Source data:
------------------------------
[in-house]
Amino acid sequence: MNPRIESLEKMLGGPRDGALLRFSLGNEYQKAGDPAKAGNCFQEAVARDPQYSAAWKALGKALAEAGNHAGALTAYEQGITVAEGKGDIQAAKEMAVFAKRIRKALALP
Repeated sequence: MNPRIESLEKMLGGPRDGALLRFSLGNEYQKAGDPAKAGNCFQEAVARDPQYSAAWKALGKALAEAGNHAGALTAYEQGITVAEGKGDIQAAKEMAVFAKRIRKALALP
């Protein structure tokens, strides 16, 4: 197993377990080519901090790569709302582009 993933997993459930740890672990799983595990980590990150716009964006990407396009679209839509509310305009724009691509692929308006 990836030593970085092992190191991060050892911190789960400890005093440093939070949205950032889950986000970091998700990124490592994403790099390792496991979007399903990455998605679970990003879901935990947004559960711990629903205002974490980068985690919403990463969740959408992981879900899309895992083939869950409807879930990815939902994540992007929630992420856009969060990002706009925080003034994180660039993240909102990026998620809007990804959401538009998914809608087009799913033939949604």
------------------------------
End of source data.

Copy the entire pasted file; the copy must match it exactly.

[in-house]
Amino acid sequence: MNPRIESLEKMLGGPRDGALLRFSLGNEYQKAGDPAKAGNCFQEAVARDPQYSAAWKALGKALAEAGNHAGALTAYEQGITVAEGKGDIQAAKEMAVFAKRIRKALALP
Repeated sequence: MNPRIESLEKMLGGPRDGALLRFSLGNEYQKAGDPAKAGNCFQEAVARDPQYSAAWKALGKALAEAGNHAGALTAYEQGITVAEGKGDIQAAKEMAVFAKRIRKALALP
């Protein structure tokens, strides 16, 4: 197993377990080519901090790569709302582009 993933997993459930740890672990799983595990980590990150716009964006990407396009679209839509509310305009724009691509692929308006 990836030593970085092992190191991060050892911190789960400890005093440093939070949205950032889950986000970091998700990124490592994403790099390792496991979007399903990455998605679970990003879901935990947004559960711990629903205002974490980068985690919403990463969740959408992981879900899309895992083939869950409807879930990815939902994540992007929630992420856009969060990002706009925080003034994180660039993240909102990026998620809007990804959401538009998914809608087009799913033939949604």